The Liberty Gold Eagle - or, to use a common alternative term of reference, the Liberty Head Gold Eagle - was first made in 1838. There were only small revisions to its design before yearly production ceased come 1907; however, the minting tenure included major events in U.S. history. The most significant of those was the American Civil War, which broke out in 1861. Eleven southern states of the United States separated to form the self-proclaimed Confederate States of America. That "nation" relied on slavery which the U.S. was intent on abolishing.
The Confederacy was ultimately defeated, bringing the war to an end in 1865. Starting two years before then however, was the Reconstruction Era, during which progress was made in restoring unity and extending the rights of former slaves. History considers that era to have ended in 1877. By the time minting of the Liberty Gold Eagle ended, one of the generally-agreed best Presidents in United States history, Theodore Roosevelt, was leading the country. He aimed to have the Liberty Gold Eagle replaced by a new coin that would be more artistically designed.
That coin was the Indian Head Gold Eagle; however, its production would last for just 26 years. The Liberty Gold Eagle, by contrast, was annually minted over a period spanning 69 years. When it was introduced in 1838, the country's eighth President, Martin Van Buren, was in office. The Liberty gold eagle's design includes a likeness of Liberty looking to the side, her head sporting a coronet which, on iterations from many of the coin's issue years, has inscribed LIBERTY. A knot in a beaded ribbon bounds the goddess's hair at the back of her head.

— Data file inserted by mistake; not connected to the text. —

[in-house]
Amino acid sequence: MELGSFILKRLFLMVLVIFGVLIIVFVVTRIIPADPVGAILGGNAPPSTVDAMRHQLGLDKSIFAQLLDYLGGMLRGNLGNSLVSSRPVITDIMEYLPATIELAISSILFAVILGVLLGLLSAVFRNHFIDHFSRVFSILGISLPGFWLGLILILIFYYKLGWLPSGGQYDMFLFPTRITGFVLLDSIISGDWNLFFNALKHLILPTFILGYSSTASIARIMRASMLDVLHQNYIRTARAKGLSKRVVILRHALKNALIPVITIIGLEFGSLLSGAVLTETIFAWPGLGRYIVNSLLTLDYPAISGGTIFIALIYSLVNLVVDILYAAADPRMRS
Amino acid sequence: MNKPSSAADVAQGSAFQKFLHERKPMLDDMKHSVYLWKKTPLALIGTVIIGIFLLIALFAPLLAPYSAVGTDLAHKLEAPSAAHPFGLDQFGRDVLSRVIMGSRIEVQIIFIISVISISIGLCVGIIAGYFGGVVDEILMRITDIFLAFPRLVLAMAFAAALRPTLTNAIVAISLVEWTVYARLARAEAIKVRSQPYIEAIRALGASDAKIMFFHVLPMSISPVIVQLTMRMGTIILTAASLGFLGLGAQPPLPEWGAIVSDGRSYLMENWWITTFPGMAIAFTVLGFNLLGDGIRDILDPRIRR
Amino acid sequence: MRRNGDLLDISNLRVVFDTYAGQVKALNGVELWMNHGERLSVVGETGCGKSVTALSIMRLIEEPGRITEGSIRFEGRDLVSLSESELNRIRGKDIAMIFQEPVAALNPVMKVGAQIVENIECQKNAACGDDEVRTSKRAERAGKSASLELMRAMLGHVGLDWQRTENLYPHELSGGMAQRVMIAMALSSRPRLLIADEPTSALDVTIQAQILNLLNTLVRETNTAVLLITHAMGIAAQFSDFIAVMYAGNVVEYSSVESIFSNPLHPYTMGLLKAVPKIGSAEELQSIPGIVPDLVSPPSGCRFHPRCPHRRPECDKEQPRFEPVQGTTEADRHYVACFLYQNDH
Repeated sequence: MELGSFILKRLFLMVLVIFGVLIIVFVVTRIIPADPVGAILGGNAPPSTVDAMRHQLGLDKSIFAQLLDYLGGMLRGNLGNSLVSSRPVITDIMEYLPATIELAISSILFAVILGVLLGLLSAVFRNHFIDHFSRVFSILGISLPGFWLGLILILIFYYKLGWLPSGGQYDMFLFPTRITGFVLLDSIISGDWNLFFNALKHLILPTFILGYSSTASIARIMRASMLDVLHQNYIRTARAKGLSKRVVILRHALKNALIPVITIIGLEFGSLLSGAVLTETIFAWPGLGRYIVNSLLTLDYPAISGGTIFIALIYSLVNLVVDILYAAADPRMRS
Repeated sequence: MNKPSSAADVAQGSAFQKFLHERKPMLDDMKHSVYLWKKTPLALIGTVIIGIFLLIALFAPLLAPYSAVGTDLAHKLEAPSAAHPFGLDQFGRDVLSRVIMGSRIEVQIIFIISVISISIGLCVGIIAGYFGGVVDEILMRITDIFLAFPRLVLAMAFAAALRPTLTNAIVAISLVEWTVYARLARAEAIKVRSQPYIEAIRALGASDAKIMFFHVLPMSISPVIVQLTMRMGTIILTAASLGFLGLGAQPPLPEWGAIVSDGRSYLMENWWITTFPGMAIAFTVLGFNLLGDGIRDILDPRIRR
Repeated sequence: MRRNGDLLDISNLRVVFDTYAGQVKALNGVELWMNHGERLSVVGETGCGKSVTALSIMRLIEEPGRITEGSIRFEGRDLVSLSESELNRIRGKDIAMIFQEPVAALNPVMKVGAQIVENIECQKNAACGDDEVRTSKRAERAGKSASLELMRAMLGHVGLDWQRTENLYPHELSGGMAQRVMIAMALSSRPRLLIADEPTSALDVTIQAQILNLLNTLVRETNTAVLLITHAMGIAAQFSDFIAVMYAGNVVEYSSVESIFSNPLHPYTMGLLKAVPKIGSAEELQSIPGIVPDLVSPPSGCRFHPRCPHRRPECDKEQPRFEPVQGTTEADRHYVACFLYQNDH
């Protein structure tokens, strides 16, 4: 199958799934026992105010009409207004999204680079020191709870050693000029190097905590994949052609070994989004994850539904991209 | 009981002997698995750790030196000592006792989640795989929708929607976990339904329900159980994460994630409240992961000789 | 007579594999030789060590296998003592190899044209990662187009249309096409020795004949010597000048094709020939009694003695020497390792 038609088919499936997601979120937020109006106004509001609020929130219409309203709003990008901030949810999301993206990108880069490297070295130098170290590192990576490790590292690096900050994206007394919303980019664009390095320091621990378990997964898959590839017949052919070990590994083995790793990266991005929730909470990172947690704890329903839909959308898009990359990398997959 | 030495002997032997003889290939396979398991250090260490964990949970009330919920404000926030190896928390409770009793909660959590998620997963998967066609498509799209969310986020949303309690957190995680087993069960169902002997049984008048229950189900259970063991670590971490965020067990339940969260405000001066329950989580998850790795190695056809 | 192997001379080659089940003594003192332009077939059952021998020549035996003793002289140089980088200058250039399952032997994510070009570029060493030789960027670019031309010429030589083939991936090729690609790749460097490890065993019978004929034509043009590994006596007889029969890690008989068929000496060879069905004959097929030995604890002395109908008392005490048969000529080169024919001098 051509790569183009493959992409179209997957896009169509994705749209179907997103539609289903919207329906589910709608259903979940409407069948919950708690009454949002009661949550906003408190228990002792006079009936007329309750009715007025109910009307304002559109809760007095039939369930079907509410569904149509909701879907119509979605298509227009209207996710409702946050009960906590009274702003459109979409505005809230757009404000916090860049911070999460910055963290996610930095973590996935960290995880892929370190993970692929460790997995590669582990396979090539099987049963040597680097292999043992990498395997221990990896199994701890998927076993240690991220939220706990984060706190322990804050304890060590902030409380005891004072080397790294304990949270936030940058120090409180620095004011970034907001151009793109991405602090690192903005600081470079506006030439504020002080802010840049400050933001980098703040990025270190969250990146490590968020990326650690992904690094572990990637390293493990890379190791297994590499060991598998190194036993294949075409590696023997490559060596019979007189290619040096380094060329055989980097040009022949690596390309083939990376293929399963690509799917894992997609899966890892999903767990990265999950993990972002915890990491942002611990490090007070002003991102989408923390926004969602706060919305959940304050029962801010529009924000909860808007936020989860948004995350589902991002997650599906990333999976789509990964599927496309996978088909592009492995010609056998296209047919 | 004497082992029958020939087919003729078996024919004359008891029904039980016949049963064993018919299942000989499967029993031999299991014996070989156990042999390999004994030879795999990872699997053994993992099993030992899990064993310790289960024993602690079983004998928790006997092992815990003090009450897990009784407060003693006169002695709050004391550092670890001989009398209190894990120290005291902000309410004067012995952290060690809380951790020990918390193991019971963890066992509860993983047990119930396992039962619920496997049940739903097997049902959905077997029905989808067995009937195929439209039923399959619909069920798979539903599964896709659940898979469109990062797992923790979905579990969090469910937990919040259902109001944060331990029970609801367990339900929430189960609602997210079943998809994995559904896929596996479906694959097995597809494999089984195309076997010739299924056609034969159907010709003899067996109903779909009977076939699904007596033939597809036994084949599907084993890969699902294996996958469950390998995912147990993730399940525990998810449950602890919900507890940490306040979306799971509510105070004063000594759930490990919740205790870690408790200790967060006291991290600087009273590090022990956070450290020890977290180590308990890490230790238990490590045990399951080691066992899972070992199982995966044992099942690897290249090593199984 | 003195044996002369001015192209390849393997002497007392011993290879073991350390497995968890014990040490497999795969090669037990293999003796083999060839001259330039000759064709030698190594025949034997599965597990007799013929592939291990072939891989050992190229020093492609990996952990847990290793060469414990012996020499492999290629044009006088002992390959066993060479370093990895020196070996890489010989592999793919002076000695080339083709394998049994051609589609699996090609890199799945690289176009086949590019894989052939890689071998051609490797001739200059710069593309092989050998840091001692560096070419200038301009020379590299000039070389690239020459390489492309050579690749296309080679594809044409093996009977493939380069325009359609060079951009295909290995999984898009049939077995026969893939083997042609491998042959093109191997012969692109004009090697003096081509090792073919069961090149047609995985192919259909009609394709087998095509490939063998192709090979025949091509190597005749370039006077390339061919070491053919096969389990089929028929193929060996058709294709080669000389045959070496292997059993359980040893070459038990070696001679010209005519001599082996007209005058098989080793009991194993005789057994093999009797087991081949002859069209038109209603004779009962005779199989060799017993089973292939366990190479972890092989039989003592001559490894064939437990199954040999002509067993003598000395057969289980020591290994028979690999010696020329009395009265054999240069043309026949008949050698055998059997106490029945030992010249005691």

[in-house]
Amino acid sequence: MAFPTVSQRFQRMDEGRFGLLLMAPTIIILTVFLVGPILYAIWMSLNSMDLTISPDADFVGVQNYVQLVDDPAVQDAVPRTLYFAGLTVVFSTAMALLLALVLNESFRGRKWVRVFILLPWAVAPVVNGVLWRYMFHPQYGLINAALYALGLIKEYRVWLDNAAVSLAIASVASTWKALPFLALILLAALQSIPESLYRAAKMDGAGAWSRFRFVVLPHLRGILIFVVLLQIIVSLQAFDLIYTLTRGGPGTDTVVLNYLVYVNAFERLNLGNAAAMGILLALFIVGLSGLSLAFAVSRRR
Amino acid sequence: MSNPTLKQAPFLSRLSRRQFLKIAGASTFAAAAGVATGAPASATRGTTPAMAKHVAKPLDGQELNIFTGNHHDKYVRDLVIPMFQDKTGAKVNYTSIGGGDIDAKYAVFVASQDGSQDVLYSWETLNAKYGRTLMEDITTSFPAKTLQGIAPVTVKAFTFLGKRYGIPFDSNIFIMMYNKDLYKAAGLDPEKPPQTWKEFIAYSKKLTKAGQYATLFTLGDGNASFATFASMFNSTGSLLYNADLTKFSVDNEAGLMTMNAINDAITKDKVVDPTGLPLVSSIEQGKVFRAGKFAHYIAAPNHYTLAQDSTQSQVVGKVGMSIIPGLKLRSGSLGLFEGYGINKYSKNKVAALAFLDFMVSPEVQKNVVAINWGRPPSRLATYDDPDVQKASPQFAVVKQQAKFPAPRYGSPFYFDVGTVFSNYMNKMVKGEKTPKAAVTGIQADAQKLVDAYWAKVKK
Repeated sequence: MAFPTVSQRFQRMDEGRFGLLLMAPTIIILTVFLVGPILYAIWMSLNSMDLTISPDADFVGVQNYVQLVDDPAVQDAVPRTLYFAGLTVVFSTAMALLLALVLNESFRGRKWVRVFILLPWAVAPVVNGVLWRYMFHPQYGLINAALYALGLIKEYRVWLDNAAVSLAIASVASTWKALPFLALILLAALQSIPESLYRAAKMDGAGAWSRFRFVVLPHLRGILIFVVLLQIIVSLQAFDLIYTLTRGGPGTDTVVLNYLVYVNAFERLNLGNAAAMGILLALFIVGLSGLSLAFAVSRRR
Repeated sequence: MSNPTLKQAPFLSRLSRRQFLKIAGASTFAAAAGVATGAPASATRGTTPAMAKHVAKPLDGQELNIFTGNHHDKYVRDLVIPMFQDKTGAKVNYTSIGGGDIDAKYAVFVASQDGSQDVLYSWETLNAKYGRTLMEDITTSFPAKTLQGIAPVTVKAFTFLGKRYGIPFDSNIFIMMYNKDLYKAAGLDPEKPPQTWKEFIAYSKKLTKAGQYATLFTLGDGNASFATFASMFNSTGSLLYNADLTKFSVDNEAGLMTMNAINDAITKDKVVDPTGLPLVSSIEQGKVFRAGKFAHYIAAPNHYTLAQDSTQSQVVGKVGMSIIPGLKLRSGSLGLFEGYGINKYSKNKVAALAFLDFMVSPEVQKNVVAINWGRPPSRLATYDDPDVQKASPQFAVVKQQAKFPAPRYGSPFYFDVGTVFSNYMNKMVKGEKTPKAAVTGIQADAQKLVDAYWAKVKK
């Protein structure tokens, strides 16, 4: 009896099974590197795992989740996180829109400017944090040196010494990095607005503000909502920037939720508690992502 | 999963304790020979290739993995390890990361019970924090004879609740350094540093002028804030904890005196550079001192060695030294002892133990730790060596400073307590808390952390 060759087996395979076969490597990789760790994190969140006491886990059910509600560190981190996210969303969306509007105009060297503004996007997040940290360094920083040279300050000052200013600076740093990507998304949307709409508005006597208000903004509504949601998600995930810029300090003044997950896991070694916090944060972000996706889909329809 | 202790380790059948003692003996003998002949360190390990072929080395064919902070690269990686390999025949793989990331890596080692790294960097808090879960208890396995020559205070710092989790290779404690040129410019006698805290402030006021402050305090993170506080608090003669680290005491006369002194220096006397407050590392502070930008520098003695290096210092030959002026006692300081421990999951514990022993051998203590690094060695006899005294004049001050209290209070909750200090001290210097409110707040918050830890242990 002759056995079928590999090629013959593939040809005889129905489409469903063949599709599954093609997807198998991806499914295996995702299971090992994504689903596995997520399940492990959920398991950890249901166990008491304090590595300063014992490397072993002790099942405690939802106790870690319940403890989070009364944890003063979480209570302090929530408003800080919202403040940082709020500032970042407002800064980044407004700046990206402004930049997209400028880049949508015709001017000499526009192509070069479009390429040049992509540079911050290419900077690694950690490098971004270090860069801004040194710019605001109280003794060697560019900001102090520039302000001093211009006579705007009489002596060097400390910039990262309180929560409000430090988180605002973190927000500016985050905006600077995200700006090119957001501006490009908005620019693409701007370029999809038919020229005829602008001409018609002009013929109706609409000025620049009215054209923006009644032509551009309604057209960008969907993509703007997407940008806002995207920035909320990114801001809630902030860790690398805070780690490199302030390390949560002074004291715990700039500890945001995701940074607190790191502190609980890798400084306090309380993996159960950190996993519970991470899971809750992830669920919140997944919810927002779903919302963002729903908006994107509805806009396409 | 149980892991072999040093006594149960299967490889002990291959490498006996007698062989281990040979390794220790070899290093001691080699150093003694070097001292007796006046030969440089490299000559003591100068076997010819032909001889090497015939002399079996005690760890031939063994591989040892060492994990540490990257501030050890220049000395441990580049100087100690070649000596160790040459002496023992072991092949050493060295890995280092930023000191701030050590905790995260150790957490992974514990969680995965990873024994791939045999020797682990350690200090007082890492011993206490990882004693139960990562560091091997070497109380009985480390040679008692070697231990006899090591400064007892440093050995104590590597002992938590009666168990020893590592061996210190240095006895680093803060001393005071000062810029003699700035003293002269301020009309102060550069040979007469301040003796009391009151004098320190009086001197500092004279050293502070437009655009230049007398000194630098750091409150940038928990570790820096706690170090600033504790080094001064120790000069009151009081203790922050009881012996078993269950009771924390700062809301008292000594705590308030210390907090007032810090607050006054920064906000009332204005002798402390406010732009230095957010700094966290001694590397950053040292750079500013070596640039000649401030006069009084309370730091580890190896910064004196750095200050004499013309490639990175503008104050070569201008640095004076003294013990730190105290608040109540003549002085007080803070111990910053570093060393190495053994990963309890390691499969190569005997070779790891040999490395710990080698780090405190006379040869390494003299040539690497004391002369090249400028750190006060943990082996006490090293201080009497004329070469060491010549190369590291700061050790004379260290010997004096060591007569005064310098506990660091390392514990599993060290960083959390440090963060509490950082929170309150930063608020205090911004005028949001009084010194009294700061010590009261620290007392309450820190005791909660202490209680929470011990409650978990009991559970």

So, what is on the disc's other side? An eagle with its wings pointed upwards and a shield before the chest. That shield's design largely resembles the American flag's. In Liberty Gold Eagles displaying a date of no earlier than 1866, there is an additional detail that could greatly interest; that detail is a scroll, portrayed as though it is billowing in the wind, with the words IN GOD WE TRUST. That motto is iconic in American history, as are the items the eagle discernibly carries. Those items are arrows - deemed representative of the country's readiness to act on an apparent need for war - and an olive branch; through history, this symbol has often been used to refer to peace.
We can deliver Liberty gold eagles displaying common dates, provided that our supply of these pieces is sufficient. If you do receive such a piece due to having ordered it from us at the U.S. Gold Bureau, the coin's condition will satisfy the requirements of the Mint State 61 grade. That grade is among the many on the Sheldon Coin Grading Scale. That scale has often been used in the assessing of the conditions of different coins. The grade itself means that, while the coin has not been circulated, it shows major contact marks; therefore, it might have been struck weakly.
Still, however weak or strong the strike, the coin should still be 90 percent gold. Copper should comprise a tenth of the disc's metal content, which plenty of investors could become very excited about.
Features of the Common Date $10 Liberty Gold Eagle MS61 Gold content measuring .900 in fineness Per-coin gold in 0.48375 Troy ounces "TEN D." displayed below the eagle design